World 1000 BCE

Game-changing innovations are appearing which will lead to massive population growth, greatly expanded trade, wider access to education, and other major advances.

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World history in 1000 BCE - ancient civilizations under attack

The Middle East and the Aegean

The past few centuries have seen the ancient civilizations of the Middle East and the Aegean experience steep decline – in some cases, such as the the Hittites, complete collapse, and others, such as Egypt, Assyria and Babylonia, significant weakening.

The eclipse of the leading Middle Eastern states has allowed new nations to come to the fore, notably the Phoenicians and the Israelites. In their brief flowering as leading powers they make a big mark, playing a central part in the development of the alphabet and the rise of the first great monotheistic religion of world history.

The camel is being domesticated about now, probably in Arabia. This will open up trans-desert trade routes, and will give rise to the nomadic Bedouin lifestyle.

At the same time, a civilization, made possible by irrigation, is emerging in the southern tip of Arabia.

This period also sees the spread of iron-using technology, which will have a decisive impact by allowing agricultural productivity to greatly increase. Originating in the Middle East, in the course of time all regions of the Eastern Hemisphere will be affected by this.

Indo-Europeans

By this date, peoples right across the central Asian steppes have become fully nomadic in their lifestyle. This shift is linked to a change in their mode of warfare. Mounted archery has replaced fighting in chariots. The superior flexibility and mobility which horseback riding gives has ensured that the days of war chariots are numbered. Over the coming centuries mounted archers will displace chariots in the Middle East, and light mounted troops will become a feature of classical European and Chinese armies.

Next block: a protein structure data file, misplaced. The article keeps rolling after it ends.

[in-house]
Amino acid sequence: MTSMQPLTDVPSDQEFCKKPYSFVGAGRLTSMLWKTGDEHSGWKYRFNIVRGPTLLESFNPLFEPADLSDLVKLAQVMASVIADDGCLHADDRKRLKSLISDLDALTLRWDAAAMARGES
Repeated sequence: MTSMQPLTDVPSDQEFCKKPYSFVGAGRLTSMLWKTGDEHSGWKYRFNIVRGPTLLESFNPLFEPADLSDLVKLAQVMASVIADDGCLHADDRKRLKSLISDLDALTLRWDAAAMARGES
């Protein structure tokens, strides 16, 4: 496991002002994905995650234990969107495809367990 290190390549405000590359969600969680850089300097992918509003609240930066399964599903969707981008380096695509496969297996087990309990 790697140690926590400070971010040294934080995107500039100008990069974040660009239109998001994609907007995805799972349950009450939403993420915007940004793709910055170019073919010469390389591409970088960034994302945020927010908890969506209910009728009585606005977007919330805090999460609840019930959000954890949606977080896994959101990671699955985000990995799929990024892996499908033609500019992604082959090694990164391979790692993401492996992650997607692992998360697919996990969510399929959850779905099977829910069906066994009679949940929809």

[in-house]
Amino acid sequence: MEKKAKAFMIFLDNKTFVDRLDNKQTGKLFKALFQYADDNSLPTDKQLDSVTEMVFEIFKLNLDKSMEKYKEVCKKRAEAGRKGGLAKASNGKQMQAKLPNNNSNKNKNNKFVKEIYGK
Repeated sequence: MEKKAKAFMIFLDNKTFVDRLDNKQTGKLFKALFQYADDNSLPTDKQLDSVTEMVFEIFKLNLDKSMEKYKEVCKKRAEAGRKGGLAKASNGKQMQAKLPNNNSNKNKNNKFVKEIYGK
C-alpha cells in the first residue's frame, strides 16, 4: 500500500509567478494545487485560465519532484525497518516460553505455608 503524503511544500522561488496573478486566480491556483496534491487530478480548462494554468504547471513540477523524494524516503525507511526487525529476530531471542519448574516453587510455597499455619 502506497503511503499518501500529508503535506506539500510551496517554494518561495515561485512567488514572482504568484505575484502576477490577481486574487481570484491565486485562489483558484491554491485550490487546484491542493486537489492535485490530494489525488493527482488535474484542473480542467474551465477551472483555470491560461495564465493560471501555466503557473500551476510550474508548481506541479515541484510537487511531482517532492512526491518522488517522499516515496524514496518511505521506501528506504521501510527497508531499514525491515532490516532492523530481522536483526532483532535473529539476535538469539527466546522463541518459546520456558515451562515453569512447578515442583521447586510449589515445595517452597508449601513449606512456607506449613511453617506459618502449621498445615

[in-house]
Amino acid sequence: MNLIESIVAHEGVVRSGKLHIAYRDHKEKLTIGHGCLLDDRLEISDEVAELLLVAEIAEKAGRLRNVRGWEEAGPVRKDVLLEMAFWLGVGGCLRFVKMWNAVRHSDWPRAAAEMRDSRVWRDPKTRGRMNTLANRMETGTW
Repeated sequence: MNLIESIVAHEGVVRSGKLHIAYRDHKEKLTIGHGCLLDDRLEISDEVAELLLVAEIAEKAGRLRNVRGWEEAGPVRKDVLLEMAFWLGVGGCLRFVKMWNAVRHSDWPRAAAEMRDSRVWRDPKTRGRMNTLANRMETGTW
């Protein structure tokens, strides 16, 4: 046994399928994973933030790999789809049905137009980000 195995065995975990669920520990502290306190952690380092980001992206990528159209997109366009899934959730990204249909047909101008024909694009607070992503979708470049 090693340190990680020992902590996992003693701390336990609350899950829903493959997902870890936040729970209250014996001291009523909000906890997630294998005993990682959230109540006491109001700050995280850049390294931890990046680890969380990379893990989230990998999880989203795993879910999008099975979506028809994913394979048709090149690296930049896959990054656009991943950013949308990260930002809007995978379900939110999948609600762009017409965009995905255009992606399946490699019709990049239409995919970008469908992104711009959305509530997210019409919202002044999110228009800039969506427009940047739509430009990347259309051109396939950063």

The Cimmerians dominate the region north of the Black Sea, and other Indo-European peoples inhabit eastwards into central Asia. Further east, however, the ancestors of the Huns, Mongols and Tartars have adopted the nomadic lifestyle of the steppe and begun their rise to prominence.

In the Middle East, Indo-European speakers move down into Iran, where they will become known to history as the Medes and Persians. In northern India they continue to expand, calling themselves the Aryans and establishing their proto-Hindu culture.

Indo-European peoples have continued to expand in Europe. The Italici give their name to the Italian peninsula; further north, in central Europe, Gauls, Teutons (Germans and Scandinavians) and Slavs are beginning to divide into separate peoples. The upheaval that this process involves may be linked to the invasions which so affected the old centers of civilization in western Asia and the Aegean.

South East Asia and Oceania

South East Asia continues to experience two waves of migration, both originating in southern China a millennia or more before. The people of the western migration are settling down in the mainland parts of the region as the Mon and Khmer peoples, while the eastern migration has continued to settle the coasts and islands, where they will be known as the Malay peoples.

The eastern branch of the latter migration has moved eastward into the Pacific. Here, crossing huge ocean distances in their small canoes, they have by now reached the islands of Fiji, Tonga and Samoa. They are the ancestral Polynesians.

Africa

In Africa, cattle-herding and farming have probably reached as far south as the Great Lakes region by now.

The Americas

The Americas have seen a further expansion of farming. In Central America, the first civilization of the Western Hemisphere has arisen, that of the Olmecs. In South America, intensive trade links between the high Andes and the coastal plains of Peru are creating a single cultural area. In North America, irrigation farming is already becoming established in the dry south-west of the present-day United States. Further east the Adena culture is emerging in the Mississippi valley, starting a tradition of mound-building which will last for two and a half millennia.

Next map: the world in 500 BCE

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Early farmers

Early pastoralists

World history

The Steppe peoples of Central Asia

For details of the different civilizations, click on the relevant timeline above. 

More ‘Dig Deeper’ links may be found in the regional maps. To access, click on the markers in the world map.

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Early Civilizations

The Middle East: Age of Empire

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